Advantageous resources

World technical and scientific knowledge doubles every 14 months to every five years. The broadcast industry is a highly technologically driven profession,
Publish date:
Social count:

World technical and scientific knowledge doubles every 14 months to every five years. The broadcast industry is a highly technologically driven profession, which, owing to the rapid application of digital technology over the past decade, finds itself at the shorter end of that change cycle.

Since receiving that technical school diploma hanging on the wall, how many of these doubling cycles have you been through? Keeping up with the rapid changes in digital technology can be a full-time job in itself. Given the ever-changing technology landscape, staying at the top of your game requires dedicated effort. Equipment manufacturers often provide valuable resources to aid broadcasters in their pursuit to maintain technical proficiency.

Self-serving materials vs. educational ones

Virtually all manufacturers offer some type of formal or informal training materials that are specific to their own products. While there can be some educational value in these materials, let's face it: The underlying message is understandably self-serving and promotional. However, some manufacturers provide excellent reference texts and tutorials. These materials are made easily available as downloads from company Web sites or can be obtained in physical form upon request. These materials enable users to read or study at their own convenience, which is a major benefit.

DTV guide for engineers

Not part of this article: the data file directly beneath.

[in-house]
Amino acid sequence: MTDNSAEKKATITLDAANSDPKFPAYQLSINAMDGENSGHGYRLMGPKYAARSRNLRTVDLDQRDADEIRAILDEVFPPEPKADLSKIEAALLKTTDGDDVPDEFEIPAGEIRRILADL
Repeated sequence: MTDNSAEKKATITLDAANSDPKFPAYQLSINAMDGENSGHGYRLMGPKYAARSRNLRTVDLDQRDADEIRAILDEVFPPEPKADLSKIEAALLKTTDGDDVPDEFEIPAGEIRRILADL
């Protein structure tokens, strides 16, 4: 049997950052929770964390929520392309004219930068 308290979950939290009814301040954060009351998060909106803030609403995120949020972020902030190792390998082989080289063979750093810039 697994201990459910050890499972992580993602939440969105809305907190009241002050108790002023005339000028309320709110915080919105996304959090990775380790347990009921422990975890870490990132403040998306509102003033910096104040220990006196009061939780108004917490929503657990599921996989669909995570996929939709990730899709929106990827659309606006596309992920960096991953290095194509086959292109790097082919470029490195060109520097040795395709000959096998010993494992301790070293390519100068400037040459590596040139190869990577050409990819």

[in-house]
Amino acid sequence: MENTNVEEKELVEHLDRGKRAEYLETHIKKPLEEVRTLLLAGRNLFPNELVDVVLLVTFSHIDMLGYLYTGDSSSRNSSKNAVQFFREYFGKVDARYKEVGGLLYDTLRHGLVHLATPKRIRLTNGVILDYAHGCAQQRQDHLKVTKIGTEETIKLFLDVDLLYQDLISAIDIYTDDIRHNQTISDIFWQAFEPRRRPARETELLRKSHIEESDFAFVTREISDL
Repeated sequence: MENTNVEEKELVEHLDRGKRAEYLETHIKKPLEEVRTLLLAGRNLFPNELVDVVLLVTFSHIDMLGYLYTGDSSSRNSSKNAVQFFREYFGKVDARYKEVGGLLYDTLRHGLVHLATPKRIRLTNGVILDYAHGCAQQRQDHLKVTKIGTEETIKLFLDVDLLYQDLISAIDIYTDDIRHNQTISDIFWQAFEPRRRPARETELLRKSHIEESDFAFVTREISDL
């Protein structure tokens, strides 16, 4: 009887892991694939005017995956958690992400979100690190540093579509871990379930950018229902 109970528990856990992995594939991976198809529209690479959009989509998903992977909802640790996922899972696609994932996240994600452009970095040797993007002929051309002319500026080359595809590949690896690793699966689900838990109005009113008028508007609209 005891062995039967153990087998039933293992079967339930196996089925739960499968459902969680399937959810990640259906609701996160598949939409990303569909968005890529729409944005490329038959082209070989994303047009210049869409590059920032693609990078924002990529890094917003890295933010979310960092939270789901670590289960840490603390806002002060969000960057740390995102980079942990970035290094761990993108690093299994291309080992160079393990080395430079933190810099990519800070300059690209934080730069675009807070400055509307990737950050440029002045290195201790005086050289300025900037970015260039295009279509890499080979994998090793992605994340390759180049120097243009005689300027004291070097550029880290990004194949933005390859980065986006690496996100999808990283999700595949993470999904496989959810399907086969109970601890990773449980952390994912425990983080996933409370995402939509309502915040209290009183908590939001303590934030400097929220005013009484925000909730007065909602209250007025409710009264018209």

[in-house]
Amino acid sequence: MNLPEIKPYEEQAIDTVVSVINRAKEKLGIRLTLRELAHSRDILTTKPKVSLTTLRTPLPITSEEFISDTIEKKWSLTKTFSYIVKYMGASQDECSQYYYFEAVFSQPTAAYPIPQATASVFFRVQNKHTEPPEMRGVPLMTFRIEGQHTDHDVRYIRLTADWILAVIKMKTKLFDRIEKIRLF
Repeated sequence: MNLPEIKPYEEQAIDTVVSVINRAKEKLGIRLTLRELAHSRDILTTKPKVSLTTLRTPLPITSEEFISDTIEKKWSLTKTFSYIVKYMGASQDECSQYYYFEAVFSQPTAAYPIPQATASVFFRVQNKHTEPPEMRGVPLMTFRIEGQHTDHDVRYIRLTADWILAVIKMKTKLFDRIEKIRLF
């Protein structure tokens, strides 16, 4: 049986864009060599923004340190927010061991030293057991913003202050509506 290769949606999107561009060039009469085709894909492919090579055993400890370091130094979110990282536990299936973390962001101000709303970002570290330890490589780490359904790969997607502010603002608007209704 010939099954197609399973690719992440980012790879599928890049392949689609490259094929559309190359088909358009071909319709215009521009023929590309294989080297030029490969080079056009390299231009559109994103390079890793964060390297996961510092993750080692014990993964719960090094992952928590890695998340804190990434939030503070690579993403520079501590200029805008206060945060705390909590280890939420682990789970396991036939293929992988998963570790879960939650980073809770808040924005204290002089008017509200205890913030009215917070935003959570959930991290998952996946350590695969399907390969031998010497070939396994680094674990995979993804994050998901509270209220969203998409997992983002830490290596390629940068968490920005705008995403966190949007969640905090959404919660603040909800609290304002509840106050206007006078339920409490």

Rohde & Schwarz offers a 400-page textbook called “Digital Television: A Practical Guide for Engineers,” written by Walter Fischer. The book is extremely well written and quite comprehensive, as it covers everything from the basics of MPEG to ATSC, DVB-T and ISDB-T.

The chapter on OFDM is perhaps one of the clearest, easiest to understand explanations of that technology that I have ever read. You can request a copy of this book by calling a company sales representative.

HD basics and beyond

There are downloadable references available that you can easily organize into a technical reference folder on your PC. Harris, through its Videotek subsidiary, offers “HD Basics and Beyond: A Primer for Video Professionals.” The 52-page PDF file is basically what its title says — an HD primer.

In addition, the company offers numerous white paper downloadable PDF files and PowerPoint documents that cover a diverse range of DTV topics. To find these resources, do a search for “white papers” on the Harris Broadcast Web site.

A glossary worth bookmarking

A veritable trove of technical information is available from the Snell & Wilcox Web site. Under the “Community” section of the site, go to the “Knowledge Center,” and browse through the white papers and presentations. There, you'll find numerous technical references well worth downloading.

Another useful resource can be found in the “Engineering Guides” section of the Knowledge Center. “An Engineer's Guide to Compression” by John Watkinson, for example, is a 93-page PDF that represents an excellent treatment of its subject matter.

Before you leave the site, check out the glossary section. It's incredibly comprehensive and well done. I recommend bookmarking this page.

Digital factbook

Quantel's Web site includes the “Digital Factbook,” a 154-page reference work edited by Bob Pank. It uses a glossary format but goes into much lengthier detail than typical glossary definitions. To find the “Digital Factbook,” go to the “Library” section of the Web site.


Whether printed text or in the form of downloadable files, there are free, high-quality tutorial and reference materials available. Putting together your own study and reference library is just a few phone calls and mouse clicks away.

Anthony R. Gargano is a consultant and former industry executive.

Send questions and comments to: